Two types of projections or methods of realistically representing objects on a
page are parallel projection and perspective or central projection. Parallel
projection is used for technical drawings and blueprints and is covered in the
next chapter. Perspective or central projection is used in creative art or
technical sketching but seldom in technical drawing.
Perspective projection, sometimes called central projection, is the method by
which artists realistically portray three-dimensional objects on a two-
dimensional plane. Perspective or central projection is, in theory, where
objects are drawn on a page by extending lines of sight called projectors from
the eye of the observer through lines and points on the object to the plane of
projection. The resultant drawing is always called a central projection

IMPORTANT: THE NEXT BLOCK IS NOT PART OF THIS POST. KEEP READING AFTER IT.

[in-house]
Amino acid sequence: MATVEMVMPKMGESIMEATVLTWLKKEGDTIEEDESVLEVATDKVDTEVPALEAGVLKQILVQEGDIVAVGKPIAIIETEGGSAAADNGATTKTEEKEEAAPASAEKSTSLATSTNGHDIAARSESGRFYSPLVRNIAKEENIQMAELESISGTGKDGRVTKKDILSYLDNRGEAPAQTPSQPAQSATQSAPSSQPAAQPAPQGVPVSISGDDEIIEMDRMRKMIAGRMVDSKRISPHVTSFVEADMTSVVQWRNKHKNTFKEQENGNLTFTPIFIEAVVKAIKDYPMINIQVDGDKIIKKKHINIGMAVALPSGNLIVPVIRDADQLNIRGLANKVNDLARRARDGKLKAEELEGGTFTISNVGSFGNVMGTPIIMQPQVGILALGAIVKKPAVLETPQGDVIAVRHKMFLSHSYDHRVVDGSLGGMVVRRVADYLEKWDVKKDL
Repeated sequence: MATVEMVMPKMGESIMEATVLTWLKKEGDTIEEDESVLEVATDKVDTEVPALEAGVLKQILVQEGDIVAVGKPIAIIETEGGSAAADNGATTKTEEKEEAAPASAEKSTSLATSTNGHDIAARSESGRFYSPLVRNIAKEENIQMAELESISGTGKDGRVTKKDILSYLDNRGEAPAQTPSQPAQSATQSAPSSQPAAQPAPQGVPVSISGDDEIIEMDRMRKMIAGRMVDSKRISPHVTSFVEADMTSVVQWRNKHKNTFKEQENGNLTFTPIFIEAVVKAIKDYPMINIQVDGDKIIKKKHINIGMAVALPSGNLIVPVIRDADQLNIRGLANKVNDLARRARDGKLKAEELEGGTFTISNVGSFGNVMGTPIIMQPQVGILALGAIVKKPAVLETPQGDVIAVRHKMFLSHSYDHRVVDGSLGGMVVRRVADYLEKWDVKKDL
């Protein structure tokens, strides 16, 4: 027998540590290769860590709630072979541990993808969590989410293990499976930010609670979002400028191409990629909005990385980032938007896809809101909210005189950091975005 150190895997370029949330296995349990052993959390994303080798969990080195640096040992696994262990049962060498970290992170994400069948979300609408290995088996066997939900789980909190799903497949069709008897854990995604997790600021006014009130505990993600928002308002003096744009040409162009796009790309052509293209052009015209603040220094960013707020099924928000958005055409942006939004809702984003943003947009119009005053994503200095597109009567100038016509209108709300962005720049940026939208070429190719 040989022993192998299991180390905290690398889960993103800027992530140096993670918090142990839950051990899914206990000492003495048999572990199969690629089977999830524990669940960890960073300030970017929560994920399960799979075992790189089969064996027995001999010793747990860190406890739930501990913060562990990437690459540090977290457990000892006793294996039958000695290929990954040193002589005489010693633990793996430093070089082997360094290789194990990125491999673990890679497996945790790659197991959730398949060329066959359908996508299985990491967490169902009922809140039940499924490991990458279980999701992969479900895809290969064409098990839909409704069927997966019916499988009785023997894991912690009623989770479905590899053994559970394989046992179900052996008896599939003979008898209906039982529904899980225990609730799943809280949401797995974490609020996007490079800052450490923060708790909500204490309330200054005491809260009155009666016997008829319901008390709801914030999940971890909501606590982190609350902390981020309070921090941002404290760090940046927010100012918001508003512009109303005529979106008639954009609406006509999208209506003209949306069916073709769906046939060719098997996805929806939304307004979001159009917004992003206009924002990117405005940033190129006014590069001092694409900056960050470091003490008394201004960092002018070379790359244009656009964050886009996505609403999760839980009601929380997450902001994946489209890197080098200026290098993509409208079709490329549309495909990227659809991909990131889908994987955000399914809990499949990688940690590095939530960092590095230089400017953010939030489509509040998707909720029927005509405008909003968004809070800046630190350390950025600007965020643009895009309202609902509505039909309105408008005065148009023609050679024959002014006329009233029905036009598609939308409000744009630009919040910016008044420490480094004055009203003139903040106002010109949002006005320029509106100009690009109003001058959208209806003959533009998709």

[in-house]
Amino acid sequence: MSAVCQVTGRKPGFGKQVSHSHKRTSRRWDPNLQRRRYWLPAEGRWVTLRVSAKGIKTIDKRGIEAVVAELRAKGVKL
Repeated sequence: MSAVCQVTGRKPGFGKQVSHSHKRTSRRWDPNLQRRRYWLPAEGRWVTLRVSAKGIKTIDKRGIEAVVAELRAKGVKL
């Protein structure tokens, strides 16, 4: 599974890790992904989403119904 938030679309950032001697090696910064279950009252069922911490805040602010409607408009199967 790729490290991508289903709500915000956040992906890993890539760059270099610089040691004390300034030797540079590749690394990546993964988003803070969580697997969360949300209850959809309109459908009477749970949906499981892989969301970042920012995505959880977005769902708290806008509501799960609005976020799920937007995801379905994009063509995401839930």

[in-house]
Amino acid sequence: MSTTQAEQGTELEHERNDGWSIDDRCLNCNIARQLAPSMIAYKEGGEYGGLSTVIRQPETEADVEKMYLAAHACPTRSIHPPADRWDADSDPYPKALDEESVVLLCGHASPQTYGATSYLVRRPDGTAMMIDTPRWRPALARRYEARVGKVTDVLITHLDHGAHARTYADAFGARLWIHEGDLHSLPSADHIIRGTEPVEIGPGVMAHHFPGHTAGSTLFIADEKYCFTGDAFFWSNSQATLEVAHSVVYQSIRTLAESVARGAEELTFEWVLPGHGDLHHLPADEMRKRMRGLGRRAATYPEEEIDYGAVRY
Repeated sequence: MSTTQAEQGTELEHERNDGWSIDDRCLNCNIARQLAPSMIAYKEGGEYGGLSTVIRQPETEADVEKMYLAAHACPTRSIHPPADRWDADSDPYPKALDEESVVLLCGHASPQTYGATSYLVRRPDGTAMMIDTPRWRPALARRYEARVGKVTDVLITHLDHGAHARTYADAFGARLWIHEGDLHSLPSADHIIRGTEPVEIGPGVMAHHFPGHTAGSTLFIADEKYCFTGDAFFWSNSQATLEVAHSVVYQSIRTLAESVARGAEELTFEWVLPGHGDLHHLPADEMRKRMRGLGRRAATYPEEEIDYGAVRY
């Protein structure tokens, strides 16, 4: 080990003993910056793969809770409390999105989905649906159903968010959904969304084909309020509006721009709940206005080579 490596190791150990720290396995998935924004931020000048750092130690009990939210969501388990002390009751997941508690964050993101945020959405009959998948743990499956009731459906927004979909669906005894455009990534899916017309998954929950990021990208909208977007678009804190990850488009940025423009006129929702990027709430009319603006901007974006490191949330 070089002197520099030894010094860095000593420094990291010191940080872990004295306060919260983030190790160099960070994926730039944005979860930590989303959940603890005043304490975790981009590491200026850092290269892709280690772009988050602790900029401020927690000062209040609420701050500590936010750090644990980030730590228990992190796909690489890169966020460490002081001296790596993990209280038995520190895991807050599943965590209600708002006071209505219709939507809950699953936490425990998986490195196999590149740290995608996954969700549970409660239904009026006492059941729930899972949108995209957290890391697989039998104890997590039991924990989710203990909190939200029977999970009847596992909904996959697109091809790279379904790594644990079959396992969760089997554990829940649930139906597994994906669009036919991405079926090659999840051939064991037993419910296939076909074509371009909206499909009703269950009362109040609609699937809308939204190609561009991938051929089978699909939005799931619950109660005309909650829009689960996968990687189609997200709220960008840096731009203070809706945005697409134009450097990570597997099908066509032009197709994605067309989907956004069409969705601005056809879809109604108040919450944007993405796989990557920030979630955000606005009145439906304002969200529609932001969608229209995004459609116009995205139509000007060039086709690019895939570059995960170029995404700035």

because the lines of sight or projectors meet at a central point -the eye of the
observer. The projected view of the object may vary considerably in size
according to the relative positions of the objects and the plane of projection.
Varying from natural perspective distorts images into abstract or expressive
Perspective alone will not effectively create the illusion of
three dimensions without tone or shading. In photography, perspective
dominates. Although scene replication is almost exact, photography has
crucial limitations regarding field of view. The human eye sees wide and far
but the photographic lens has field of view limitations that even with
corrective lenses results in distortion.
Corrective wide-angle lenses typically
result in distortion called barrel distortion, where the lines parallel to the
sides of the picture frame bow inward at the center.
Figure 5-1 illustrates the effect of barrel distortion.
Figure 5-1.Differences in a cube exhibiting:
A. Normal perspective, and B. Barrell distortion.
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